He said consumer confidence, usually a pretty good indicator of the next couple of quarters, was "nervous but fairly stable." U.S. GDP, he said, is likely to grow at slightly over 2 percent through 2018, since the Fed is driving this recovery with low interest rates and is likely to continue doing so. Despite the lack of inflation, businesses will likely see growing cost pressures from wages, commodity price instability, and interest rate hikes for borrowers.
The implications for franchising, he said, have not changed significantly in this slow and steady recovery. Since the total market is not growing at any significant pace, franchise brands will continue competing for a slice of the pie. "It's a market share game, not a rising tide," he noted. A growing phenomenon, he said, is subsector specialization (boutique gyms instead of big box gyms, for example). All this, he concluded, is a challenge and opportunity for franchise marketers--and is why marketing budgets should be increasing. The challenge going forward will be to justify increased spending by employing performance metrics to assess the effectiveness of every dollar spent. One tip: "Define what you measure before you start measuring it," he said.
Scott Stratten, president of UnMarketing, is a self-described expert in disruptive and un-traditional sales, marketing, branding, and social media. Stratten has penned four best-selling business books. His newest is UnSelling: The New Customer Experience. Forbes.com named him one of the world's top five social media influencers.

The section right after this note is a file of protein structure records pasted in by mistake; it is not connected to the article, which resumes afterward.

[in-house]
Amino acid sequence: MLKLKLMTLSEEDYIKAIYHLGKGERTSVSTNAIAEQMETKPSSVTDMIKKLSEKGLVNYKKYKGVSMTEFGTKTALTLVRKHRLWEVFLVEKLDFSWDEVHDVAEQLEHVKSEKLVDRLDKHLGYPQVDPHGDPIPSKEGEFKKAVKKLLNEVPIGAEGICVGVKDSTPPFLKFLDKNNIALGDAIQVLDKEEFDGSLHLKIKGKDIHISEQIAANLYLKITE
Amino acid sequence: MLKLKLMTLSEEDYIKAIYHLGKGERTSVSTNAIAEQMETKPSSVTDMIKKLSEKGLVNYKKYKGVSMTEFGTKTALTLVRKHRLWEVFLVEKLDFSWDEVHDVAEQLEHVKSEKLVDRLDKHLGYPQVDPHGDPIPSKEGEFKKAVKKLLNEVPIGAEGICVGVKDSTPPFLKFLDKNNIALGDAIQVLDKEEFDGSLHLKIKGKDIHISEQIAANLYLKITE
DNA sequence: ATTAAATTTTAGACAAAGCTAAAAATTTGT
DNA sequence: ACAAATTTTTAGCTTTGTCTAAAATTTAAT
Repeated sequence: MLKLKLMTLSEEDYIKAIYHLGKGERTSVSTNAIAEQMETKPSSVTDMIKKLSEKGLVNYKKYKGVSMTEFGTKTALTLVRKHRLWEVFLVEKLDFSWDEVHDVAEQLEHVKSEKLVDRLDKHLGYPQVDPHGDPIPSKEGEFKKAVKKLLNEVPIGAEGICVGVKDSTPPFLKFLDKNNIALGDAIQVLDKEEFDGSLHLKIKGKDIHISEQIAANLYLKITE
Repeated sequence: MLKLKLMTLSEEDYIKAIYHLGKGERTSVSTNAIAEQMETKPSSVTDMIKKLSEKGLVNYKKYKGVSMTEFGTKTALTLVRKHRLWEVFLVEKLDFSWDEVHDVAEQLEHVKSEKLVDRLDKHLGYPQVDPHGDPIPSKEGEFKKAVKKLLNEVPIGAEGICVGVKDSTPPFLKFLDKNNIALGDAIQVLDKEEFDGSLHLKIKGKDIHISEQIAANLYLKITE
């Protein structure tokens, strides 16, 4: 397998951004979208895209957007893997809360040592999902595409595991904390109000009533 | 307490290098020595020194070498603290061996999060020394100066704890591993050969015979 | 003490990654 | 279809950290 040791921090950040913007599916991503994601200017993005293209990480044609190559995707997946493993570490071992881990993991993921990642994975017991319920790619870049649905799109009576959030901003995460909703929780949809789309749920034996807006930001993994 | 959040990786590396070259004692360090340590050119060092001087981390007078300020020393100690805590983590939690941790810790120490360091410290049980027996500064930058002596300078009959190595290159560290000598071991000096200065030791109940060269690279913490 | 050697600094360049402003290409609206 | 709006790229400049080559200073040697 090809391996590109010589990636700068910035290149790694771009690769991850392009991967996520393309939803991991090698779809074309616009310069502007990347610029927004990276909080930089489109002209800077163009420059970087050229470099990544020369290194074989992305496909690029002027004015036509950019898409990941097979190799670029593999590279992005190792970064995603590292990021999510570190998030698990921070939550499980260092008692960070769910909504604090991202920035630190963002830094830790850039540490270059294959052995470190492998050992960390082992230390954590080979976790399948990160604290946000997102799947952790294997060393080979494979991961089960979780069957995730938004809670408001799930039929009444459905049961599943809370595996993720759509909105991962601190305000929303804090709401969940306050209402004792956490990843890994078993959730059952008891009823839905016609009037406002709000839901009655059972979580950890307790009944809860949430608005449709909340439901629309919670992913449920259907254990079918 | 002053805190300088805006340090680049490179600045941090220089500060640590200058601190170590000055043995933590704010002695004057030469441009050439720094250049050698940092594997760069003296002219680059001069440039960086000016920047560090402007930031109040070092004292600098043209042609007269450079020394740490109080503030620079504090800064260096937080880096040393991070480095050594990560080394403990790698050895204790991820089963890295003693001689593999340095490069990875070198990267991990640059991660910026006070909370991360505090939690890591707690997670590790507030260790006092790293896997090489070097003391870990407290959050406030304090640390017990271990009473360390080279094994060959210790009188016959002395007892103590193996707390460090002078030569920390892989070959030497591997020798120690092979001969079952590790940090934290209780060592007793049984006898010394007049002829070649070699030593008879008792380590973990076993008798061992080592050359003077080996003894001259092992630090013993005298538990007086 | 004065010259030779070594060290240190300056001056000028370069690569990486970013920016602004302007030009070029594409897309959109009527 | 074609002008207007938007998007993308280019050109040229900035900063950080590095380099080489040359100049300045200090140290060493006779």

While Stratten's delivery was highly entertaining, his thought-provoking messages were serious and hit home. One example: while he humorously described Millennials as "people younger than us and we don't like them," he said they are a consumer segment that must be embraced. "Stop selling, start engaging," he suggested. He also drew knowing laughter from the audience when he discussed logo redesigns, saying, "Nothing has taken so much time, cost so much, and mattered so little."
And when it comes to branding in 2016, he reminded marketers, "You don't write the story. The brand story is written by customers." He illustrated this with the classic customer service story of Joshie the Giraffe at the Ritz-Carlton. After a young child left a stuffed animal in one of the brand's hotels, Joshie was discovered by employees in the laundry department, rolled up in the bed sheets. The staff then posed Joshie in several hotel locations, snapping photos at the spa, the pool, the bar, and even in the office before mailing the stuffed animal back to its owner--along with emails from Joshie. The result? The child's father of raved about the experience on social media, which, of course, spread like wildfire and further cemented Ritz-Carlton's reputation for customer service excellence.